Peter E. Fecci, MD, Ph.D., is awarded the Sontag Foundation’s Distinguished Scientist Award for his work with bone marrow T Cell sequestration. This four-year grant supported Fecci’s project to better characterize T Cell sequestration in glioblastomas by deciphering the causes and developing the means for releasing T cells to create a more effective mode of brain cancer therapy.
Investigators at The Preston Robert Tisch Brain Tumor Center discovered that administration of tetanus toxoid vaccine leads to enhanced CCL3 systemic levels, which are responsible for improving dendritic cell migration in both mice and GBM patients. Nature publishes an article that describes how a small clinical trial for glioblastoma patients demonstrates that the immune and anti-tumor response to dendritic cell vaccination (a type of immunotherapy) is increased by pre-conditioning the site of vaccination with tetanus/diphtheria toxoid (Td). The benefits of adding tetanus toxoid injections to the dendritic CMV vaccine therapy for glioblastoma patients are broadcasted on all the major news networks, including ABC, NBC, and CBS.
The Kathy McCune Oncolytic Immunotherapy Laboratory is established with an estate gift from the family of Kathy McCune. =
Gerhard and Ruth Cless establish the Cless Family Neuro‐oncology Professorship.
The Shingleton Award is received by Stan and Melinda Epperson for their philanthropy, dedication and commitment to The Preston Robert Tisch Brain Tumor Center.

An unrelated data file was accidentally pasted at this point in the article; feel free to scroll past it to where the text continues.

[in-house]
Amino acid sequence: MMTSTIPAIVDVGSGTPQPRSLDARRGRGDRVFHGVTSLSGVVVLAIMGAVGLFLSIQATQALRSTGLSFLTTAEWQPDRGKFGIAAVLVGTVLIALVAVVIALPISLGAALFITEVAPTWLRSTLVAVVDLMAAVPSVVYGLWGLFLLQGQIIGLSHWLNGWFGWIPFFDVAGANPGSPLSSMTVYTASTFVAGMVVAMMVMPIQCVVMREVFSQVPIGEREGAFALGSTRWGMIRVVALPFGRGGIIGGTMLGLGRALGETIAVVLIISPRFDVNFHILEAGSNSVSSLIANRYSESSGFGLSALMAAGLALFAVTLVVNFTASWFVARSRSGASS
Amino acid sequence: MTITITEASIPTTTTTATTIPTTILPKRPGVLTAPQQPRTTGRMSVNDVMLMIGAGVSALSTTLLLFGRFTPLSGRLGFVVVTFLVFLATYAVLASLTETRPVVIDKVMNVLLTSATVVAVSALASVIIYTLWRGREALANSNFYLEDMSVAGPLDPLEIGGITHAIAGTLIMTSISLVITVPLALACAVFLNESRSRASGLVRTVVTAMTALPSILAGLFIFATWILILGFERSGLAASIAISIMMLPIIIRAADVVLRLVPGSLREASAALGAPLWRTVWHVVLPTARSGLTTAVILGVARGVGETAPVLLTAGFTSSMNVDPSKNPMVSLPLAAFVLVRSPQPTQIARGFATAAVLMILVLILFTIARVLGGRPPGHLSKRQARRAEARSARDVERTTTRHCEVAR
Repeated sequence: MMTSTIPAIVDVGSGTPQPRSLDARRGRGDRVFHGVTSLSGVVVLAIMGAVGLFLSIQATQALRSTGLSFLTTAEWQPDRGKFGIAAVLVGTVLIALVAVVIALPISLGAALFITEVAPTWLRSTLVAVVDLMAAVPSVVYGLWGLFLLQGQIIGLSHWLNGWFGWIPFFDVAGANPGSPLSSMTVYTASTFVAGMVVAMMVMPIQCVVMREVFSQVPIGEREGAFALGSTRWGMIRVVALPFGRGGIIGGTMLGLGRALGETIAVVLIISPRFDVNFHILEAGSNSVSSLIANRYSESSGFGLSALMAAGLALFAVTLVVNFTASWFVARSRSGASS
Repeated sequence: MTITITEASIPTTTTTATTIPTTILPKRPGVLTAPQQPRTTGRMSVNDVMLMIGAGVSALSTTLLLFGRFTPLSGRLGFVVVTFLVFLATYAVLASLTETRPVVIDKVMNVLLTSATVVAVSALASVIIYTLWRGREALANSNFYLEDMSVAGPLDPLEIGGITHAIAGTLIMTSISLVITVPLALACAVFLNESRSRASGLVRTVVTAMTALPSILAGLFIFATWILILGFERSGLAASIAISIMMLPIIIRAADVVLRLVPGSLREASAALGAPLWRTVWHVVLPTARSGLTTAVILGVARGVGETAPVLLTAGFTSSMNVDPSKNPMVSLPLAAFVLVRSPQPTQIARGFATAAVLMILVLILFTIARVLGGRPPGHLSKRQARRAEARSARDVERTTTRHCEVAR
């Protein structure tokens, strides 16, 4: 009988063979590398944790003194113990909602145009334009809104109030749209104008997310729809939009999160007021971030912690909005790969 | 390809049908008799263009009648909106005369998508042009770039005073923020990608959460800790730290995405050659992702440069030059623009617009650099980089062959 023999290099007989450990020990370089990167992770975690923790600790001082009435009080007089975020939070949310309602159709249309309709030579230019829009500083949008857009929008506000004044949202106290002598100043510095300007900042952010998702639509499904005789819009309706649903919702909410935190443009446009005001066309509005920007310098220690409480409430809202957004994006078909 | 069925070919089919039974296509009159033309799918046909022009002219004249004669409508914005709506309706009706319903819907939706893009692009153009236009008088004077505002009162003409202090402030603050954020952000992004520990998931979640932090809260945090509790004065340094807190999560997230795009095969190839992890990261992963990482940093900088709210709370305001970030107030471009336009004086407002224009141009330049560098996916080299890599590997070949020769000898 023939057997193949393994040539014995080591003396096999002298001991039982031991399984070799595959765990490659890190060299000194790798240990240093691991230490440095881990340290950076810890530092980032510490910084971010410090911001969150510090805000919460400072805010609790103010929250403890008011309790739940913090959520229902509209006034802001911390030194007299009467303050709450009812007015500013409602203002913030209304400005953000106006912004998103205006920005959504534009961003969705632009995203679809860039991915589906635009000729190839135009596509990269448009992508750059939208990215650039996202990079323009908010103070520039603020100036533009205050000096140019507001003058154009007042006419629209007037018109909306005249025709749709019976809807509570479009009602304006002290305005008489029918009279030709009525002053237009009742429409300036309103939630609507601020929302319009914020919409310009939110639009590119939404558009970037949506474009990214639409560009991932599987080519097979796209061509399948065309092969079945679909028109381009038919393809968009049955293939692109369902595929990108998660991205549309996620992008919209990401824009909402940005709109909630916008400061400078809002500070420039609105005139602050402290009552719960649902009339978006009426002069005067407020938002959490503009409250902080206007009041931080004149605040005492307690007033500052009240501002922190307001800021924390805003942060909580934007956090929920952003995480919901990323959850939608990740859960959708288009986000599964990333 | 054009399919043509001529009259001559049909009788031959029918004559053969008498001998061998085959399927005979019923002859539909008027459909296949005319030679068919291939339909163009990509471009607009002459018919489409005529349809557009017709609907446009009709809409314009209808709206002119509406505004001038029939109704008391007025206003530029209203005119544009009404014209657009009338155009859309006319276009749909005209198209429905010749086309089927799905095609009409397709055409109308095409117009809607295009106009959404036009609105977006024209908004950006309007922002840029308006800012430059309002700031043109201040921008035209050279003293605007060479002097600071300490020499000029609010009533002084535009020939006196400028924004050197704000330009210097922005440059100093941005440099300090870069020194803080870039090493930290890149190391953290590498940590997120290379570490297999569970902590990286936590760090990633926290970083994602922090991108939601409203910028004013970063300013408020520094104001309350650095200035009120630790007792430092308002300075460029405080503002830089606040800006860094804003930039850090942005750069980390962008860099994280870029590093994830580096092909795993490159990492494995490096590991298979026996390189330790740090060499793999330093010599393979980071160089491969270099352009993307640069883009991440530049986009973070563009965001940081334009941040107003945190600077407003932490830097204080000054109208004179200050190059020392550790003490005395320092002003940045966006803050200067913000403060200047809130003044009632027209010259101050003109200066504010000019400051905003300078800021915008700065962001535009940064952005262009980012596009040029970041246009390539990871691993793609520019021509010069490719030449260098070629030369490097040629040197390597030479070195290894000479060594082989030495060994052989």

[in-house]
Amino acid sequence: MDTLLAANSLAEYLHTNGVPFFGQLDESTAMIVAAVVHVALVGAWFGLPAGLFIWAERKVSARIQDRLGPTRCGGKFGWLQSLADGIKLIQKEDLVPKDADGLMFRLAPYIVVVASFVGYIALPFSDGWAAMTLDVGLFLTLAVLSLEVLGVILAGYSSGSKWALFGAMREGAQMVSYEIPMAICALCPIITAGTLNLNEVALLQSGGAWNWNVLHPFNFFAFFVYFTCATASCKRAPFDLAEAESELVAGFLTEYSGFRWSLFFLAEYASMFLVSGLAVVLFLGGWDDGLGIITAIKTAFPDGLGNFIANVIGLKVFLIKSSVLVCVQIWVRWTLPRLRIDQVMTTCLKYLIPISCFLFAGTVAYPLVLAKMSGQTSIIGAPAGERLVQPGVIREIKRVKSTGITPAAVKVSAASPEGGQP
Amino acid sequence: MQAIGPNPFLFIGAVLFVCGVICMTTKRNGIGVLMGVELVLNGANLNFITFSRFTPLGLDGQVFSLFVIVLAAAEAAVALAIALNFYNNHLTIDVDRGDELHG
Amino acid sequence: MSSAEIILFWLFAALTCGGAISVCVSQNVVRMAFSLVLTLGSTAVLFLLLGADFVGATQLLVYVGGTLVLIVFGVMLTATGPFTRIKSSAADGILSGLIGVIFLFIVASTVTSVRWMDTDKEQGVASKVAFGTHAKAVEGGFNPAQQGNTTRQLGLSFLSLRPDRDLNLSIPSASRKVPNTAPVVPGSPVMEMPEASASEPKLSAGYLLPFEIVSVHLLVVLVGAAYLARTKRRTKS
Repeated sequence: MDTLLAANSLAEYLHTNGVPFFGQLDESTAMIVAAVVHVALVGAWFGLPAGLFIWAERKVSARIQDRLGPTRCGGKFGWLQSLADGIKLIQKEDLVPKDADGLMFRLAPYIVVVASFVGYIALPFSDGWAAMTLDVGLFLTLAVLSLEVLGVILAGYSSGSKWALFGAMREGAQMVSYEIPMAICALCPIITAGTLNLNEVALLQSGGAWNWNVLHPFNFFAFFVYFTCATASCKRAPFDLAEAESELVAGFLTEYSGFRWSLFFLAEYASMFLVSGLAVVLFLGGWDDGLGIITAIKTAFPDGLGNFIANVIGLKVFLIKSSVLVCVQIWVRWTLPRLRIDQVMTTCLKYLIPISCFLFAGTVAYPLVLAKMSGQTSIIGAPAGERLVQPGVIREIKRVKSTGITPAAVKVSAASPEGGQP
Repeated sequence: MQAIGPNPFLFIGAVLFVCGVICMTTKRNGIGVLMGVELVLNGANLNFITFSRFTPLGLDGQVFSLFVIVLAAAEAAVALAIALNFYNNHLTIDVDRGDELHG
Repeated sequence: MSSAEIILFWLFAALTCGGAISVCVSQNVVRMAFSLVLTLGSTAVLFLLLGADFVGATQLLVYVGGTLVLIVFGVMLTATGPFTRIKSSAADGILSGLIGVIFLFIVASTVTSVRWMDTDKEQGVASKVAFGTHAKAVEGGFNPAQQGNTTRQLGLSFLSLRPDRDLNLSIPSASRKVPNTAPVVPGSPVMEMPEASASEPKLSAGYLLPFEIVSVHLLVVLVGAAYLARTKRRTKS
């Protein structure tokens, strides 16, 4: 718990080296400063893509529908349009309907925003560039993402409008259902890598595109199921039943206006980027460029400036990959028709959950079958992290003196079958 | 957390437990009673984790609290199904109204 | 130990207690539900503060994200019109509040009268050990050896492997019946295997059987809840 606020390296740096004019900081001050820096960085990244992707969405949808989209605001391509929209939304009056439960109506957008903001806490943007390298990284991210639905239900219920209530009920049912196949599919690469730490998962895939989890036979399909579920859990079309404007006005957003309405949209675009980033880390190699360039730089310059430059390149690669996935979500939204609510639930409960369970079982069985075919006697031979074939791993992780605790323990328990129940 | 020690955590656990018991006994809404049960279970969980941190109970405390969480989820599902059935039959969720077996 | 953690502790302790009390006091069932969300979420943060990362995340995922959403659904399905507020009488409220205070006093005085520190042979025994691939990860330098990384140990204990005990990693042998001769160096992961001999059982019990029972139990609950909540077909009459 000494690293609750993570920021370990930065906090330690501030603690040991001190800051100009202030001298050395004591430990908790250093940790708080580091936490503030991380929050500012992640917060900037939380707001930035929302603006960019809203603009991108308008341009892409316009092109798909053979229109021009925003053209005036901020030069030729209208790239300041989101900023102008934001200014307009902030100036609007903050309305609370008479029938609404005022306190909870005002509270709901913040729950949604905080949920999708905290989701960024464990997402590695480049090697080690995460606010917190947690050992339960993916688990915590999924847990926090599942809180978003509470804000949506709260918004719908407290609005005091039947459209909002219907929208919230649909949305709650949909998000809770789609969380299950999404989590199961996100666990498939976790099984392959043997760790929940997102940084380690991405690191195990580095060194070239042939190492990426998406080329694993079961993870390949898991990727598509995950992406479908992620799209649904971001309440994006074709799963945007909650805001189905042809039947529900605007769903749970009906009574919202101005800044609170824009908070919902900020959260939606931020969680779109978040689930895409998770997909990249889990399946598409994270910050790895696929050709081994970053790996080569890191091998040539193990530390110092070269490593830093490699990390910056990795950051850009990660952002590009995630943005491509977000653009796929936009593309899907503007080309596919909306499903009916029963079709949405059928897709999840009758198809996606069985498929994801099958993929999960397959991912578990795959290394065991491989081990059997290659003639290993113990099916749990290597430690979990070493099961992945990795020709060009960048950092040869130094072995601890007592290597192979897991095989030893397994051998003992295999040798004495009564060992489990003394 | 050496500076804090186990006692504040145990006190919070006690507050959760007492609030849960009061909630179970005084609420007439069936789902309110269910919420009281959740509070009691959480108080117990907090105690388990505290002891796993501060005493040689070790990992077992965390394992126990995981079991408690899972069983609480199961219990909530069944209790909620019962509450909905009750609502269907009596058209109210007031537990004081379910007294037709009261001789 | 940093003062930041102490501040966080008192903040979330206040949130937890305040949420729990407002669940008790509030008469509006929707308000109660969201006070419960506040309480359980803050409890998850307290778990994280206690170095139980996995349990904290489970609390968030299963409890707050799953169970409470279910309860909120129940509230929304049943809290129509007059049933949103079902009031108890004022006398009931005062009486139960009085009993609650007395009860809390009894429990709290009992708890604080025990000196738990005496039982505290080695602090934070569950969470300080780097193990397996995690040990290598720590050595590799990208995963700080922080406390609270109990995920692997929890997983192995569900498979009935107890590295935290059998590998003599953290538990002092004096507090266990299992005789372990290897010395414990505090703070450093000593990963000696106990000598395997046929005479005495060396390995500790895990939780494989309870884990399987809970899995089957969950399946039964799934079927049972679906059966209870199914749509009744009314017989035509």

Invoking the aspirational spirit that put U.S. astronauts on the moon, Vice President Joe Biden visited Duke as part of the national “moonshot” initiative he is leading to advance cancer research. The vice president met with John Sampson, MD, Ph.D. and Matthias Gromeier, MD of the Preston Robert Tisch Brain Tumor Center.
The Tisch Brain Tumor Center is featured again on 60 Minutes. A year ago, the news magazine introduced viewers to the amazing work of the team behind the poliovirus therapy. The 2016 double segment reports several updates, including the news that the FDA granted breakthrough status to the treatment.
Duke University’s John H. Sampson, MD, Ph.D., has been named to the National Academy of Medicine. Sampson is the Robert H. and Gloria Wilkins Distinguished Professor of Neurosurgery and chair of the Duke Department of Neurosurgery.
David Ashley, MBBS, FRACP, PhD, becomes director of Pediatric Neuro-Oncology for Duke’s Preston Robert Tisch Brain Tumor Center (PRTBTC).
2017 marks the 80th anniversary of Duke’s Preston Robert Tisch Brain Tumor Center.
John Sampson, MD, Ph.D., is elected to the Association of American Physicians, an honor given to those who have attained excellence in pursuing medical knowledge and its application to clinical medicine to improve health.
Peter E. Fecci, MD, Ph.D., is appointed associate deputy director of the Preston Robert Tisch Brain Tumor Center.
Hai Yan, MD, Ph.D. and Bill Diplas, MD/Ph.D. candidate and colleagues in the Preston Robert Tisch Brain Tumor Center published their findings on May 25, 2018, in the journal Nature Communications. The Killela Oncotarget manuscript has the molecular classification of gliomas now adopted by the World Health Organization.
The genetically modified poliovirus therapy developed at The Preston Robert Tisch Brain Tumor Center shows significantly improved long-term survival for patients with recurrent glioblastoma, with a three-year survival rate of 21 percent in a phase 1 clinical trial.
Results are presented at the 22nd International Conference on Brain Tumor Research and Therapy in Norway and published in The New England Journal of Medicine.